This is not my usual method but it has been refreshing. A little scary too without the treatment, just a rough outline, but it's been freeing too.

In the beginning I was writing everyday, In the middle I started getting a few jobs so it had to be put on hold, but once the jobs were over I did find it a little more difficult to get back into, in fact it took me weeks to get back into. I'm towards the end now and I have been writing just about everyday squeezing out at least five pages, well mostly.

But between projects I really do get lazy. Something has to really strike a chord for me to want to commit it to paper. I hope to be done with this one before years end.

So that's how I'm working. Lately :|

Patrick Sweeney 12-05-2011 10:02 PM

Re: Your Modus Operandi
Once I settle on an idea, I write a longhand list of brainstorming ideas - scenes, characters, setpieces, whatever. Everything I'd like to see if I went to see this movie.

Then I work on structure, normally starting with the opening, midpoint, and ending. Often the All is Lost beat as well, not traditionally one of the big ones but a key one for me. Once those are locked in, I break my ideas down into acts, and then into sequences within those acts. I'm also working on the characters at this point, coming up with names, skills, personalities, and so forth.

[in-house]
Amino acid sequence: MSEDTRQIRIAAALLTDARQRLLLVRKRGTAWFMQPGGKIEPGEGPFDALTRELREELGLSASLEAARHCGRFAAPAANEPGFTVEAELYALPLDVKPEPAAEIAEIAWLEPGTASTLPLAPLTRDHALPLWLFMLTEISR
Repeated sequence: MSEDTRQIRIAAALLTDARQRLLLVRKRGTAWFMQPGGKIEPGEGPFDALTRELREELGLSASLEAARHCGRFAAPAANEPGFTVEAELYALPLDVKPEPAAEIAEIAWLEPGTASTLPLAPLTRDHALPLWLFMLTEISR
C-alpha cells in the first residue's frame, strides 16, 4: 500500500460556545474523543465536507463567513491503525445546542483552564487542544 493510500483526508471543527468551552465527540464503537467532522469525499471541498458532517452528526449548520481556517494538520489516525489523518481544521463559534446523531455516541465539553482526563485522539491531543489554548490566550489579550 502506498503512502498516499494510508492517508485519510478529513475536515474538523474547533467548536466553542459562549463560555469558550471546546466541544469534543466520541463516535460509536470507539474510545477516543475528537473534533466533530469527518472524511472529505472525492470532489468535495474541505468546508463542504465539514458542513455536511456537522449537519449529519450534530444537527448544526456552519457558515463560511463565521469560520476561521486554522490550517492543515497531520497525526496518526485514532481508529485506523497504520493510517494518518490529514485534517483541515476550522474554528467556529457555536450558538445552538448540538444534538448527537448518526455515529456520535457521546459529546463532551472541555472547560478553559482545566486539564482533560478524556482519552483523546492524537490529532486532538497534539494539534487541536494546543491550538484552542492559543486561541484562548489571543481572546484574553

I normally start a "flotsam" file of partial scenes, bits of dialogue, etc., that start coming to me while outlining.

I keep trying to force myself to outline down to the scene level in the hopes that it will make writing the first draft easier, but I never seem to make it -- I always end up digging into the writing once I get a sequence outline I'm happy with.

I normally write sequentially. On my next first draft, I'd like to try something John August does - he writes the first 40 pages out of sequence but focusing on the beginning, middle, and end. I especially like the idea of writing the ending early, because by the time I reach that point in my first draft I'm normally so worn out and sick of the project it gets short shrift because I just want the damn thing to be over. So then I have to go and pretty much totally rewrite it in the next draft. I'll have to see if I can break out of my sequential habit, though.